On expectations of handouts at school and at work

'Timken Roller Bearing Co., calendar, September 1950, teacher at desk' photo (c) 2009, George Eastman House - license: http://www.flickr.com/commons/usage/

This week the New York Times reported the findings of a UC Irvine study about college student grade expectations.

a third of students surveyed said that they expected B’s just for attending lectures, and 40 percent said they deserved a B for completing the required reading. . .

As someone who paid for grad school with an academic scholarship by way of a teaching assistant position, I saw this philosophy at play first hand.

At the beginning of the semester, I’d watch the professor explain the course requirements. Frequently, poor attendance resulted in an automatic dip in your final grade regardless of how brilliant your course assignments turned out.  Some professors graded on a curve with the directive to graders that a certain percent of students will receive A’s, A-‘s, B+’s and so on.   Others assigned point values to everything from attendance to essays to tests to class participation so students could consistently ballpark where they fall on the grade scale.  The toughest said let grades fall where they fall without inflation.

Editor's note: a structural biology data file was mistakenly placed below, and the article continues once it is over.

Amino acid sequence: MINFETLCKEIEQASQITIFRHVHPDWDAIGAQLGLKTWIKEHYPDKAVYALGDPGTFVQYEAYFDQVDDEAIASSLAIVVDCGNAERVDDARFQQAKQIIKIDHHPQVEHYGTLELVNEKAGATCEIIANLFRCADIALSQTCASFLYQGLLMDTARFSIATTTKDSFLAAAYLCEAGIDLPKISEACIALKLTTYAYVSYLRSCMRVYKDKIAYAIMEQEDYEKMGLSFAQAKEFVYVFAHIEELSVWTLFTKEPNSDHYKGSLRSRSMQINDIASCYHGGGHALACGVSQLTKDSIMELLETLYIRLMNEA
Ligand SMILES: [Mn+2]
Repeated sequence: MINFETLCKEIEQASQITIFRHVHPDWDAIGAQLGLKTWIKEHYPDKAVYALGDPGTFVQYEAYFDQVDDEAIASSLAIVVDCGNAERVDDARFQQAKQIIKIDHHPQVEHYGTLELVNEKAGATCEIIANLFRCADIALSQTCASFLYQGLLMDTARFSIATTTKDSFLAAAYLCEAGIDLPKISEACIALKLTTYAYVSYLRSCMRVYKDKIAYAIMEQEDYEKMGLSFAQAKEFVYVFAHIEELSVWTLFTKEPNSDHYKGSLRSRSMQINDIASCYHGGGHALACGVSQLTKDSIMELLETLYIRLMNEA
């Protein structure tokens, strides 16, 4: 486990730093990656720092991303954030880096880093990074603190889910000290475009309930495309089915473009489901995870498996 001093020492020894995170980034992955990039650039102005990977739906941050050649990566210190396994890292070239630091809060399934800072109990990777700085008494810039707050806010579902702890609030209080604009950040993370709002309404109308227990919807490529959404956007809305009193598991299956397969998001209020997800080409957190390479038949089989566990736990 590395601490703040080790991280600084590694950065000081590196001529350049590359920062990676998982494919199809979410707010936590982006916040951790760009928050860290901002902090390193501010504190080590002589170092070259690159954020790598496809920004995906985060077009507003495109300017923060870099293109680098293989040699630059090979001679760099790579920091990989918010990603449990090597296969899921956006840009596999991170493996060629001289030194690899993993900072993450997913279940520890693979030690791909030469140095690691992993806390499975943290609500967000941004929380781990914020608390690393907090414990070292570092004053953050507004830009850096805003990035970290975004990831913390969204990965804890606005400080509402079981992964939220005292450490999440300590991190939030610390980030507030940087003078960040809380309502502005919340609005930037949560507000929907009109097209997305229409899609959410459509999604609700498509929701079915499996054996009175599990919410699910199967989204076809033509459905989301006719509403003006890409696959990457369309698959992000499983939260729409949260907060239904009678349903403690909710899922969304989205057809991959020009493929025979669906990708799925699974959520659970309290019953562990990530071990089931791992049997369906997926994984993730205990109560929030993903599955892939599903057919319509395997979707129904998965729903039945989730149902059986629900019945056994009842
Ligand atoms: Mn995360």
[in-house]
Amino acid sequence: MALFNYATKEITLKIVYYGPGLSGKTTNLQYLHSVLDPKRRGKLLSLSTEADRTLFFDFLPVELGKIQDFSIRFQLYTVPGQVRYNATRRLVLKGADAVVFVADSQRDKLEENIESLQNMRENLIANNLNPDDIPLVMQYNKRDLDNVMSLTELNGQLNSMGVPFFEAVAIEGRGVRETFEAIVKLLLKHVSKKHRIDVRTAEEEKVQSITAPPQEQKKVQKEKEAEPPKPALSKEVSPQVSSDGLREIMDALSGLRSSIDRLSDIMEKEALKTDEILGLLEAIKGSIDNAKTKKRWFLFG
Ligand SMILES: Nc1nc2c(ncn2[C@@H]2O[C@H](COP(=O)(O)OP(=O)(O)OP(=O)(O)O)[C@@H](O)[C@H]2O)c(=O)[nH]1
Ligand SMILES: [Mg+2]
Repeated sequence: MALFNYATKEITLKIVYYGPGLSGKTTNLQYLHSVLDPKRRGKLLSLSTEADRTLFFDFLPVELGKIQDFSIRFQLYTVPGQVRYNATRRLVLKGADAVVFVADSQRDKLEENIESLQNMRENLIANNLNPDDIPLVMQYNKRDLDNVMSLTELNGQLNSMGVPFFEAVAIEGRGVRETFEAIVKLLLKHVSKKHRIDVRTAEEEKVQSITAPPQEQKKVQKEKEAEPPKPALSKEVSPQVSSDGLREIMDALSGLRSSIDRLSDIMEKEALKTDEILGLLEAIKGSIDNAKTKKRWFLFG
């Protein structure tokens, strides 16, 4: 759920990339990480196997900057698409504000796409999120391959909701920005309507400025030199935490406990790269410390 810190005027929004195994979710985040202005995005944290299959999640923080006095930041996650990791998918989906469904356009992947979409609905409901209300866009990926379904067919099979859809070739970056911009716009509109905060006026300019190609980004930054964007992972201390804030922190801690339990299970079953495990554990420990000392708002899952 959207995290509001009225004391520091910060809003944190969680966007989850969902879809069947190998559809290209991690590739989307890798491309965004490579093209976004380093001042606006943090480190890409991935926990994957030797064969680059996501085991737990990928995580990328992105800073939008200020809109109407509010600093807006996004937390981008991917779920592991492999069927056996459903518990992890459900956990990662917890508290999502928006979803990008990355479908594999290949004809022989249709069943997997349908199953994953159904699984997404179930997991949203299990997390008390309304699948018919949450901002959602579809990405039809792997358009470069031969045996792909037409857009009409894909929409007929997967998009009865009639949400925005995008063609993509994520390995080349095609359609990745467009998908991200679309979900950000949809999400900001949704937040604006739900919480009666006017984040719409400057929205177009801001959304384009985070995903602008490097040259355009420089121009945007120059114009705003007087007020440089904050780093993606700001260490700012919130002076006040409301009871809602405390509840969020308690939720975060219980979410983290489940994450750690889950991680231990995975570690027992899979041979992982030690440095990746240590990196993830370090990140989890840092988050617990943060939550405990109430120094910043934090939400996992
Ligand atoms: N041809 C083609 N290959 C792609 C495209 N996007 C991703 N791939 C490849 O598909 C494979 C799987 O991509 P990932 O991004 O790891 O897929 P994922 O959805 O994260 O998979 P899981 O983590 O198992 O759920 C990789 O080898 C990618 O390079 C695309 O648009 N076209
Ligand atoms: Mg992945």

Through out the semester I’d warn students when they only had one absence between themselves and an automatic one point drop in their grades (A work would become a B).  I’d leave detailed feedback on early assignments so they could self-correct on future ones (comments I’m convinced more than half never read.)   And I gladly handed off the work of angry students to another teaching assistant for a regrade, knowing well that despite my serious disposition, I’m actually an overly generous grader.